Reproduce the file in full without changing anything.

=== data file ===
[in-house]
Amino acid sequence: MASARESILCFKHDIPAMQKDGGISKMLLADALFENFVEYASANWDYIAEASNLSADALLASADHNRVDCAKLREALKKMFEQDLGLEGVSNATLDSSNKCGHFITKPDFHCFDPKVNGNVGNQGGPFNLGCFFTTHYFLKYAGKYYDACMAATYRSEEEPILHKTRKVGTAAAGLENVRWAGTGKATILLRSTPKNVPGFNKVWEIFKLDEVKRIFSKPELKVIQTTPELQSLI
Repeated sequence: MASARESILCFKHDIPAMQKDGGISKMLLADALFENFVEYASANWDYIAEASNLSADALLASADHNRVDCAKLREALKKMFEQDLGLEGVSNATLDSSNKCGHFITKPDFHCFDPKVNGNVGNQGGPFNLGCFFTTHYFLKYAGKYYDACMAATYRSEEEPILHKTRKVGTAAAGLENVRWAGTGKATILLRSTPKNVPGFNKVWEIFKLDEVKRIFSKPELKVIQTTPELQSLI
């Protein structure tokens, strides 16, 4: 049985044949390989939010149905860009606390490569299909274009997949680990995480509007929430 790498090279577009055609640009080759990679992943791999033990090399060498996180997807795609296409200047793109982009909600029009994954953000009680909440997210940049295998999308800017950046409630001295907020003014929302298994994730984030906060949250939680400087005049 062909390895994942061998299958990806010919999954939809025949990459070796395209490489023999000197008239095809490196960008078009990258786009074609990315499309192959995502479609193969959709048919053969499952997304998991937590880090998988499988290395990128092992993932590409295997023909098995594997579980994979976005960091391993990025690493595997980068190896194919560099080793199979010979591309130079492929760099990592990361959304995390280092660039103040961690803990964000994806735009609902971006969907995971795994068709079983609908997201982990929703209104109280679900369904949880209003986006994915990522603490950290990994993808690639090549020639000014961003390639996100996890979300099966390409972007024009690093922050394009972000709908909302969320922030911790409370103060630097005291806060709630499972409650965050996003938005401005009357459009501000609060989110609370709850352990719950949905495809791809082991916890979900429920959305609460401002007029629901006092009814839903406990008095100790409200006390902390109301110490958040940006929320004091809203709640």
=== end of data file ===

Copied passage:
[in-house]
Amino acid sequence: MASARESILCFKHDIPAMQKDGGISKMLLADALFENFVEYASANWDYIAEASNLSADALLASADHNRVDCAKLREALKKMFEQDLGLEGVSNATLDSSNKCGHFITKPDFHCFDPKVNGNVGNQGGPFNLGCFFTTHYFLKYAGKYYDACMAATYRSEEEPILHKTRKVGTAAAGLENVRWAGTGKATILLRSTPKNVPGFNKVWEIFKLDEVKRIFSKPELKVIQTTPELQSLI
Repeated sequence: MASARESILCFKHDIPAMQKDGGISKMLLADALFENFVEYASANWDYIAEASNLSADALLASADHNRVDCAKLREALKKMFEQDLGLEGVSNATLDSSNKCGHFITKPDFHCFDPKVNGNVGNQGGPFNLGCFFTTHYFLKYAGKYYDACMAATYRSEEEPILHKTRKVGTAAAGLENVRWAGTGKATILLRSTPKNVPGFNKVWEIFKLDEVKRIFSKPELKVIQTTPELQSLI
């Protein structure tokens, strides 16, 4: 049985044949390989939010149905860009606390490569299909274009997949680990995480509007929430 790498090279577009055609640009080759990679992943791999033990090399060498996180997807795609296409200047793109982009909600029009994954953000009680909440997210940049295998999308800017950046409630001295907020003014929302298994994730984030906060949250939680400087005049 062909390895994942061998299958990806010919999954939809025949990459070796395209490489023999000197008239095809490196960008078009990258786009074609990315499309192959995502479609193969959709048919053969499952997304998991937590880090998988499988290395990128092992993932590409295997023909098995594997579980994979976005960091391993990025690493595997980068190896194919560099080793199979010979591309130079492929760099990592990361959304995390280092660039103040961690803990964000994806735009609902971006969907995971795994068709079983609908997201982990929703209104109280679900369904949880209003986006994915990522603490950290990994993808690639090549020639000014961003390639996100996890979300099966390409972007024009690093922050394009972000709908909302969320922030911790409370103060630097005291806060709630499972409650965050996003938005401005009357459009501000609060989110609370709850352990719950949905495809791809082991916890979900429920959305609460401002007029629901006092009814839903406990008095100790409200006390902390109301110490958040940006929320004091809203709640």